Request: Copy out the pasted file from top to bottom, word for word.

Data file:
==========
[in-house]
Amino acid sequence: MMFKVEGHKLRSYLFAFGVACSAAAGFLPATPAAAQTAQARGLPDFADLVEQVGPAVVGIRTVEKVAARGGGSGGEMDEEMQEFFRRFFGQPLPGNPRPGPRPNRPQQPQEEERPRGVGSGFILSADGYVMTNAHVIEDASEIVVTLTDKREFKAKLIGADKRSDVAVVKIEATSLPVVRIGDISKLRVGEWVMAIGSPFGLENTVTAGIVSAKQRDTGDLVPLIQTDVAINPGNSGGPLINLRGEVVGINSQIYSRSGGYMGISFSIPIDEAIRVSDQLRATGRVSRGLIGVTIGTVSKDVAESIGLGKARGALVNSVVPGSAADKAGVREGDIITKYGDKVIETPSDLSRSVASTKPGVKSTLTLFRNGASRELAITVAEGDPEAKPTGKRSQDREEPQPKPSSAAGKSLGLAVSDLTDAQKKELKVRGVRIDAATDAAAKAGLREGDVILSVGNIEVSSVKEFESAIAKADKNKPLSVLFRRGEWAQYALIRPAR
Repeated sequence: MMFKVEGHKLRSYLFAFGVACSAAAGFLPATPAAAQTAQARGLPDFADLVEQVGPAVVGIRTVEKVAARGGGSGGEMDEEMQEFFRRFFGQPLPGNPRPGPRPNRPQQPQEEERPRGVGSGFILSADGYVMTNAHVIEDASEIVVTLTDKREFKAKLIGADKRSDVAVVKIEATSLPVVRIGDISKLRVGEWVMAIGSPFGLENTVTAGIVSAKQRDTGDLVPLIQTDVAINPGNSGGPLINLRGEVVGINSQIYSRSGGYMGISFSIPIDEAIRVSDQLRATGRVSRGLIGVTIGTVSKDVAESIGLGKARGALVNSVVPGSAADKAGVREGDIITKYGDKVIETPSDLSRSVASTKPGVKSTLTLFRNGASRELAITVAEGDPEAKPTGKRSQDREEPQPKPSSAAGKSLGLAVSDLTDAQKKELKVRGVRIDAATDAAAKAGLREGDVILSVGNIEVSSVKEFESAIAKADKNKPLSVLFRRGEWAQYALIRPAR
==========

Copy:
[in-house]
Amino acid sequence: MMFKVEGHKLRSYLFAFGVACSAAAGFLPATPAAAQTAQARGLPDFADLVEQVGPAVVGIRTVEKVAARGGGSGGEMDEEMQEFFRRFFGQPLPGNPRPGPRPNRPQQPQEEERPRGVGSGFILSADGYVMTNAHVIEDASEIVVTLTDKREFKAKLIGADKRSDVAVVKIEATSLPVVRIGDISKLRVGEWVMAIGSPFGLENTVTAGIVSAKQRDTGDLVPLIQTDVAINPGNSGGPLINLRGEVVGINSQIYSRSGGYMGISFSIPIDEAIRVSDQLRATGRVSRGLIGVTIGTVSKDVAESIGLGKARGALVNSVVPGSAADKAGVREGDIITKYGDKVIETPSDLSRSVASTKPGVKSTLTLFRNGASRELAITVAEGDPEAKPTGKRSQDREEPQPKPSSAAGKSLGLAVSDLTDAQKKELKVRGVRIDAATDAAAKAGLREGDVILSVGNIEVSSVKEFESAIAKADKNKPLSVLFRRGEWAQYALIRPAR
Repeated sequence: MMFKVEGHKLRSYLFAFGVACSAAAGFLPATPAAAQTAQARGLPDFADLVEQVGPAVVGIRTVEKVAARGGGSGGEMDEEMQEFFRRFFGQPLPGNPRPGPRPNRPQQPQEEERPRGVGSGFILSADGYVMTNAHVIEDASEIVVTLTDKREFKAKLIGADKRSDVAVVKIEATSLPVVRIGDISKLRVGEWVMAIGSPFGLENTVTAGIVSAKQRDTGDLVPLIQTDVAINPGNSGGPLINLRGEVVGINSQIYSRSGGYMGISFSIPIDEAIRVSDQLRATGRVSRGLIGVTIGTVSKDVAESIGLGKARGALVNSVVPGSAADKAGVREGDIITKYGDKVIETPSDLSRSVASTKPGVKSTLTLFRNGASRELAITVAEGDPEAKPTGKRSQDREEPQPKPSSAAGKSLGLAVSDLTDAQKKELKVRGVRIDAATDAAAKAGLREGDVILSVGNIEVSSVKEFESAIAKADKNKPLSVLFRRGEWAQYALIRPAR